The Elder Son’s quandary and the Rich Man’s fate : moral formation, characterization, and rhetoric in Luke 15:11-32 and 16:19-31.


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In this dissertation, I engage the interrelated topics of characterization, rhetorical techniques, and moral formation as a way to interpret the Parable of the Prodigals (Luke 15:11-32) and the Rich Man and Lazarus (Luke 16:19-31). I selected these parables as case studies for the ways in which characterization, rhetoric, and moral formation relate because these parables contain many semantic links and rhetorical similarities. Coming on the heels that Jesus “welcomes sinners and dines with them” (Luke 15:2), these parables accept and extend the rhetorical engagement between Jesus, the Pharisees, and the scribes. Given the similarities between the parables, this project provides an answer to the question: “Why does the Father leave the party to comfort the Elder Son(Luke 15:28-32), while nobody will be sent to warn the Rich Man’s brothers (Luke 16:27-31)?” Characterization, rhetoric, and moral formation contribute to the answer to this question. In terms of characterization, I focus on similar presentations of character in ancient literature and the contribution of prōsopopoiia (speech-in-character). By focusing on the rhetorical techniques present in these parables, key aspects of the parables receive prominence, including the relationships between the Father and the Elder Son in Luke 15:11-32 and the role of Moses and the Prophets in Luke 16:19-31. In these parables, Luke advocates for behaviors of reckless liberality. This reckless liberality entails giving to those who do not deserve it, at inappropriate times, and in excessive amounts. One’s failure to show such generosity, as advocated in Moses and the Prophets, risks locating oneself outside the party permanently.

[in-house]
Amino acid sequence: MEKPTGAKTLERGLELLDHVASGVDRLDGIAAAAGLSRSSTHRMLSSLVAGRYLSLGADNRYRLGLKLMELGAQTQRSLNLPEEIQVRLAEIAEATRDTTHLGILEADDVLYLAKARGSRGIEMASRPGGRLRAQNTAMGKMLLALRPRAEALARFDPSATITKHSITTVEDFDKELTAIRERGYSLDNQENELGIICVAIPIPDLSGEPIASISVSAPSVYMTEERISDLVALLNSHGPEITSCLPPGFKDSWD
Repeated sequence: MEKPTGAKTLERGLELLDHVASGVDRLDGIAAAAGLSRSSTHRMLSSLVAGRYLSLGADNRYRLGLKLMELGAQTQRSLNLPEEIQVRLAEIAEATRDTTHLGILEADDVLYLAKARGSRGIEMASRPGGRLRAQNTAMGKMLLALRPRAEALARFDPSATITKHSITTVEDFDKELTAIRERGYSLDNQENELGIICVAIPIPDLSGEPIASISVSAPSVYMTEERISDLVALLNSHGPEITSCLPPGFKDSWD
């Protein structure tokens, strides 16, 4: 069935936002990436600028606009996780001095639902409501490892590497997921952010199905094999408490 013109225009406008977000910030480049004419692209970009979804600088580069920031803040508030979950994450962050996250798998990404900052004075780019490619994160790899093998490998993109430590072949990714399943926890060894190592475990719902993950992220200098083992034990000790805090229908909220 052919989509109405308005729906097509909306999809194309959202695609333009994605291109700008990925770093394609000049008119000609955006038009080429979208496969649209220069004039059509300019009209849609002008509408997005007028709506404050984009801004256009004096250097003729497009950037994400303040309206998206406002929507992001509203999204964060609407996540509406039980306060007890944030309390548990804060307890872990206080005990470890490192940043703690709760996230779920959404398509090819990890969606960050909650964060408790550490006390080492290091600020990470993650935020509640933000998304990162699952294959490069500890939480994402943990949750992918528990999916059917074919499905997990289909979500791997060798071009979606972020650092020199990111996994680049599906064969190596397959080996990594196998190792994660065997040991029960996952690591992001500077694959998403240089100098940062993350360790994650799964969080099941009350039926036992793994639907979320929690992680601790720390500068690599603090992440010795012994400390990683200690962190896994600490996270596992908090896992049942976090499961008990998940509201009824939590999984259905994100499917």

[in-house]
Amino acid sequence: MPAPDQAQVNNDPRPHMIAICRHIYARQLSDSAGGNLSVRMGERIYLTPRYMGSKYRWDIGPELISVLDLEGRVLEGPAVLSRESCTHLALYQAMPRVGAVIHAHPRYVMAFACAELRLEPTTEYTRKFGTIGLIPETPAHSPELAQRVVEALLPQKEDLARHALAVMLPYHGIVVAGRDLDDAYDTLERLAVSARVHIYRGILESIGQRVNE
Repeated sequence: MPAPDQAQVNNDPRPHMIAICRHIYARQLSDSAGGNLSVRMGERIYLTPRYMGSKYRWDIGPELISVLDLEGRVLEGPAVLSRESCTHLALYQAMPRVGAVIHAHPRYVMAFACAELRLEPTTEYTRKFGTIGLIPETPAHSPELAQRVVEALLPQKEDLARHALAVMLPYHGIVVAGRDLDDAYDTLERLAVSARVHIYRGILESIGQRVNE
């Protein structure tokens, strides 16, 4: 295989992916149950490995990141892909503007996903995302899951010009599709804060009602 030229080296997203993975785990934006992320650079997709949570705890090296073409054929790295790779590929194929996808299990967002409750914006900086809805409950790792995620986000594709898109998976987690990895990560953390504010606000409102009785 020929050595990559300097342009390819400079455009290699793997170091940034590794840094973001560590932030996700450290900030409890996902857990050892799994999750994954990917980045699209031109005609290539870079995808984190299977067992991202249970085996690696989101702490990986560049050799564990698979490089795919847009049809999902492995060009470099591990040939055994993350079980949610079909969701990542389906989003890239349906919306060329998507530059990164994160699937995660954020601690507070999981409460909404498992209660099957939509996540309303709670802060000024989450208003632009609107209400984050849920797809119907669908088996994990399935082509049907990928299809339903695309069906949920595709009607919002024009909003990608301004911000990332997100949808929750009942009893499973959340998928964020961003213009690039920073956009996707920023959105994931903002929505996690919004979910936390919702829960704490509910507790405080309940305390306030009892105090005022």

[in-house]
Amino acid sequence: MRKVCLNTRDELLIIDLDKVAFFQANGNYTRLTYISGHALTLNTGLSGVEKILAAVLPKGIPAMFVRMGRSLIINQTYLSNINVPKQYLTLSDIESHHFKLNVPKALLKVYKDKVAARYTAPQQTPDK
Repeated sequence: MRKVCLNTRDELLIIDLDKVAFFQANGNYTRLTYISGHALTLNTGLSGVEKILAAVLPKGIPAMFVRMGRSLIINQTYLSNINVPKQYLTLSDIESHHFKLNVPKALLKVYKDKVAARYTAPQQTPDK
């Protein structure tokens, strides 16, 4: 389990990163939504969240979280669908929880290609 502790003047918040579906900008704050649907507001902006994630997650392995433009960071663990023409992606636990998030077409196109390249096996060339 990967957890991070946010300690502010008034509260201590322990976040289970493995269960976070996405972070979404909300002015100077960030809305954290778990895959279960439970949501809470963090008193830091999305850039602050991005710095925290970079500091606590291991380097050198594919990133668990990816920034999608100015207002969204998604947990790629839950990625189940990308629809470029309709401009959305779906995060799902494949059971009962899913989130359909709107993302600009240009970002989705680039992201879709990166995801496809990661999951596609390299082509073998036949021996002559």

Prodigal Son. Loving Father. Rich Man and Lazarus. Luke 15. Luke 16. Luke. Characterization. Moral formation. Prōsopopoiia.